Of the 173 EV chargers, we installed 50 standard, 62 fast and 61 rapid chargers to suit charging requirements across our different communities, with an accessible bay at each charging hub. We used our EV-Up Project database to inform our decisions. The database forecasts EV uptake on our network using key indicators, such as off-street parking, combined with demographic information such as age profiling and economic activity.
Project PACE, supported by GEF, has also facilitated around £1 million EVs, including minibuses, vans and people carriers, for six local community transport groups across Lanarkshire with the location of some EV charging hubs supporting community projects.
SP Energy Networks delivered Project PACE assets safely, securely and responsibly. This included ensuring suitable earthing arrangements were considered for public safety. We also ensured that ongoing inspection and maintenance was carried out to a high standard. For example, many of the hub installations required mitigating actions to be taken to avoid the risk of touch potential between the charger hub equipment and other street furniture.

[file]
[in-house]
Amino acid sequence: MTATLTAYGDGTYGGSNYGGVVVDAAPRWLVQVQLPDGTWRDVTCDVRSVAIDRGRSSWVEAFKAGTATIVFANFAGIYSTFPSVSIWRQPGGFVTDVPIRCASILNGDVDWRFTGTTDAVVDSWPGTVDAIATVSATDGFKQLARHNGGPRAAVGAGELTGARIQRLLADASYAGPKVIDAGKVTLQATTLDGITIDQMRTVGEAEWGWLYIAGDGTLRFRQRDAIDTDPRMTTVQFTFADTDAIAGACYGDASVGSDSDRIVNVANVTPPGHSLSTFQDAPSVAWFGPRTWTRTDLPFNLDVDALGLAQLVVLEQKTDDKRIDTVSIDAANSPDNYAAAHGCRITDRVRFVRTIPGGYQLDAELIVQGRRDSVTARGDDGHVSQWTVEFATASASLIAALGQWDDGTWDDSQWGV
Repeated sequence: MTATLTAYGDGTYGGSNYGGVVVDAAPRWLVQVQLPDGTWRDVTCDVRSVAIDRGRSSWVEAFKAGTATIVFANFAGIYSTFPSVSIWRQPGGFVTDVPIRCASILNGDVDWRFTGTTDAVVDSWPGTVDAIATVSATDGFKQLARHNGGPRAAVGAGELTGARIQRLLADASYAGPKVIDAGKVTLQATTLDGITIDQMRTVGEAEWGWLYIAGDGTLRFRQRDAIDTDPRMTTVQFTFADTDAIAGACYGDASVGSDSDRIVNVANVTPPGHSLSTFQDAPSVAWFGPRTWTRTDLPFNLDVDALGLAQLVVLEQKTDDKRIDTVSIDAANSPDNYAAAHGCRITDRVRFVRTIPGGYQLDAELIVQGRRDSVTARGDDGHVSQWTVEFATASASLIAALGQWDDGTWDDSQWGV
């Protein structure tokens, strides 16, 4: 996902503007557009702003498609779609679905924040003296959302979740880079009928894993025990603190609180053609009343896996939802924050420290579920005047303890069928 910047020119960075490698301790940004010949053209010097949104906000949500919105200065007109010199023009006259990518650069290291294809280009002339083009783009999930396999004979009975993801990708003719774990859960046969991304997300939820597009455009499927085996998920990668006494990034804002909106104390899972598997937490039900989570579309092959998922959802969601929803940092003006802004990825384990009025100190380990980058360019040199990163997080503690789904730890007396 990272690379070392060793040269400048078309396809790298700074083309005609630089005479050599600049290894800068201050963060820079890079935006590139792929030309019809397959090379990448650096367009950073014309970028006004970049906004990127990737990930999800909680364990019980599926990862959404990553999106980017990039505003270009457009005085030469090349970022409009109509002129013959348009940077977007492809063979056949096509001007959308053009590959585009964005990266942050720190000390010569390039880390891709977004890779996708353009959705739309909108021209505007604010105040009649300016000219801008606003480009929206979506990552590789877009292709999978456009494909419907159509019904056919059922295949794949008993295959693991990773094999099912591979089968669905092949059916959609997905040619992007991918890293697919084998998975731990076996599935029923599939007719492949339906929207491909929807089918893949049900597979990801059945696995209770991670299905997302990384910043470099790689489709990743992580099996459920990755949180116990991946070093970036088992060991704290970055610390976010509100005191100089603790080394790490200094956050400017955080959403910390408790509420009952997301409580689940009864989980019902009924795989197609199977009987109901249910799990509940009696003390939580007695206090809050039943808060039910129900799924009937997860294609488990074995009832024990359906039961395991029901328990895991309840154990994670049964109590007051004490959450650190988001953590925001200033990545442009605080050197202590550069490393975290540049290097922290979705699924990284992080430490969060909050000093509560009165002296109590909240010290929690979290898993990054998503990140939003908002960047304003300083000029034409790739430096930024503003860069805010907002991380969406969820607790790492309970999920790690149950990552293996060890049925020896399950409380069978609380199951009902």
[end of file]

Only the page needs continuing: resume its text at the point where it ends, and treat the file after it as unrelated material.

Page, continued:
See also, University of Strathclyde EV reports:
1. Cost and time efficiencies in local transport planning
Project PACE has highlighted the benefits of involving DNOs in strategic site selection, enabling local authorities to deliver plans in a timely, universally accessible and cost-effective way. We forecast that to scale Project Pace methods across the UK for public charging infrastructure would cost approximately £94 million, but could save £310 million in potential avoided connection costs.
2. No communities left behind
There will be areas of the UK where EV uptake is forecast to be low, such as in rural locations and areas of deprivation. There is a risk that these low uptake communities, who are often more vulnerable, could end up subsidising the EV transition. Tools such as DNO-led optioneering can help ensure community needs are accommodated and that communities are served by public EV charging infrastructure and accessible decarbonised transportation.